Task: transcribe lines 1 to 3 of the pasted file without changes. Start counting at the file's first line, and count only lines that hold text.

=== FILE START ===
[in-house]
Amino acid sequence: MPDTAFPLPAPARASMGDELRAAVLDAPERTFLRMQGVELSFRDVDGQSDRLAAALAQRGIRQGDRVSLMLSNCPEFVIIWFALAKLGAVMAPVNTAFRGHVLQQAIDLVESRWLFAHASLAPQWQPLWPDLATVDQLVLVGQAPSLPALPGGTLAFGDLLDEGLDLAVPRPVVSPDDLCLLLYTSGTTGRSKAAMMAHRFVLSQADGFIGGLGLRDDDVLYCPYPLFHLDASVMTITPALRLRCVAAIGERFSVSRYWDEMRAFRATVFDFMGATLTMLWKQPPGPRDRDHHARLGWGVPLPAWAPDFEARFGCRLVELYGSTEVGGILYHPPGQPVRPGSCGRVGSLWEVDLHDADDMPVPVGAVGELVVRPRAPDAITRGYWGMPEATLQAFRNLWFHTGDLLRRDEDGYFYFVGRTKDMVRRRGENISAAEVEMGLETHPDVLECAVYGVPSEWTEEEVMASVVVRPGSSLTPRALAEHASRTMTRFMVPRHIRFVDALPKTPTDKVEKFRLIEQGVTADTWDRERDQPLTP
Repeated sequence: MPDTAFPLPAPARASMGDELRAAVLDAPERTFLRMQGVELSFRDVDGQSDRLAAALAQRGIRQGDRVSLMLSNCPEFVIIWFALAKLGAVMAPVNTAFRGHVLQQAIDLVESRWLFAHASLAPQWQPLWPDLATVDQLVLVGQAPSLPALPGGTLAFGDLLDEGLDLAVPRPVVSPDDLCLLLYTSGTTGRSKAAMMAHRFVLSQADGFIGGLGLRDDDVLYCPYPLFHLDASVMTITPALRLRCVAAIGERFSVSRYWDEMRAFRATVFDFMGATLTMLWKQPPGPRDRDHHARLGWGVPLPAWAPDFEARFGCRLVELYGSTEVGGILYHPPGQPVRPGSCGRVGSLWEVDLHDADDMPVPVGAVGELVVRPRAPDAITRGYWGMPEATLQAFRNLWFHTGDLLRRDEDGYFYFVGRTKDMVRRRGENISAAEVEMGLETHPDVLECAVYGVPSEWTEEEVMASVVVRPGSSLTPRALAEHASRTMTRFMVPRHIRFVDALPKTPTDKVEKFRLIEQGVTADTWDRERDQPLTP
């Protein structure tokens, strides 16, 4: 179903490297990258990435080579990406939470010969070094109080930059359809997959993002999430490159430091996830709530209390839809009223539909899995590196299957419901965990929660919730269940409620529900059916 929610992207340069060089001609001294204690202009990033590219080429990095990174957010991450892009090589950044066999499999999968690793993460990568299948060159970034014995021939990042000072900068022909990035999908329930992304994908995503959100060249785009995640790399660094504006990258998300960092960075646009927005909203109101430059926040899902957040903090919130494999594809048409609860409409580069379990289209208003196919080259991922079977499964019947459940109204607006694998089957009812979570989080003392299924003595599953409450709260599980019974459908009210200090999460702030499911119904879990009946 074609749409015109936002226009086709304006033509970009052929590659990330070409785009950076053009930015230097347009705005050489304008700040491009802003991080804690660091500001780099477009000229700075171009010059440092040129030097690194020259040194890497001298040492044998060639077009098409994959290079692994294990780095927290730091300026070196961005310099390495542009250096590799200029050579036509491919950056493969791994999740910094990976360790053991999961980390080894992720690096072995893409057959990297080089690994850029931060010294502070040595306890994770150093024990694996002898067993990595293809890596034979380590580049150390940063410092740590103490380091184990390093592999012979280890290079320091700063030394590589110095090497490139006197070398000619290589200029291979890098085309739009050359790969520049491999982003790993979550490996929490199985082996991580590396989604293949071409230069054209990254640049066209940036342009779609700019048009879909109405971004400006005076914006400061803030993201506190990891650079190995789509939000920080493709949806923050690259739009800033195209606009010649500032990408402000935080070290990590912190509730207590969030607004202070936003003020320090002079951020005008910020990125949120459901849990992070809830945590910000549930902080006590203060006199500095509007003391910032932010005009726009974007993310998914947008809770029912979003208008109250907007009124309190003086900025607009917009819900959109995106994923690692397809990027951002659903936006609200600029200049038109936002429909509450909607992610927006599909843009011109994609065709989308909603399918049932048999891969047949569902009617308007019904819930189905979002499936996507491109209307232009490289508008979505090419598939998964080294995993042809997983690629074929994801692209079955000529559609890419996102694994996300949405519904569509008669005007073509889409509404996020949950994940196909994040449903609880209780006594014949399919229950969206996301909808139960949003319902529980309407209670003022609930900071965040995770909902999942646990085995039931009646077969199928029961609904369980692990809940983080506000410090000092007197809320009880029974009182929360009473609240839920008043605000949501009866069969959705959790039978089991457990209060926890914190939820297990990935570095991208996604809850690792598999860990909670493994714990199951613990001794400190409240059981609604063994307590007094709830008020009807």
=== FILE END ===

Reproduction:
[in-house]
Amino acid sequence: MPDTAFPLPAPARASMGDELRAAVLDAPERTFLRMQGVELSFRDVDGQSDRLAAALAQRGIRQGDRVSLMLSNCPEFVIIWFALAKLGAVMAPVNTAFRGHVLQQAIDLVESRWLFAHASLAPQWQPLWPDLATVDQLVLVGQAPSLPALPGGTLAFGDLLDEGLDLAVPRPVVSPDDLCLLLYTSGTTGRSKAAMMAHRFVLSQADGFIGGLGLRDDDVLYCPYPLFHLDASVMTITPALRLRCVAAIGERFSVSRYWDEMRAFRATVFDFMGATLTMLWKQPPGPRDRDHHARLGWGVPLPAWAPDFEARFGCRLVELYGSTEVGGILYHPPGQPVRPGSCGRVGSLWEVDLHDADDMPVPVGAVGELVVRPRAPDAITRGYWGMPEATLQAFRNLWFHTGDLLRRDEDGYFYFVGRTKDMVRRRGENISAAEVEMGLETHPDVLECAVYGVPSEWTEEEVMASVVVRPGSSLTPRALAEHASRTMTRFMVPRHIRFVDALPKTPTDKVEKFRLIEQGVTADTWDRERDQPLTP
Repeated sequence: MPDTAFPLPAPARASMGDELRAAVLDAPERTFLRMQGVELSFRDVDGQSDRLAAALAQRGIRQGDRVSLMLSNCPEFVIIWFALAKLGAVMAPVNTAFRGHVLQQAIDLVESRWLFAHASLAPQWQPLWPDLATVDQLVLVGQAPSLPALPGGTLAFGDLLDEGLDLAVPRPVVSPDDLCLLLYTSGTTGRSKAAMMAHRFVLSQADGFIGGLGLRDDDVLYCPYPLFHLDASVMTITPALRLRCVAAIGERFSVSRYWDEMRAFRATVFDFMGATLTMLWKQPPGPRDRDHHARLGWGVPLPAWAPDFEARFGCRLVELYGSTEVGGILYHPPGQPVRPGSCGRVGSLWEVDLHDADDMPVPVGAVGELVVRPRAPDAITRGYWGMPEATLQAFRNLWFHTGDLLRRDEDGYFYFVGRTKDMVRRRGENISAAEVEMGLETHPDVLECAVYGVPSEWTEEEVMASVVVRPGSSLTPRALAEHASRTMTRFMVPRHIRFVDALPKTPTDKVEKFRLIEQGVTADTWDRERDQPLTP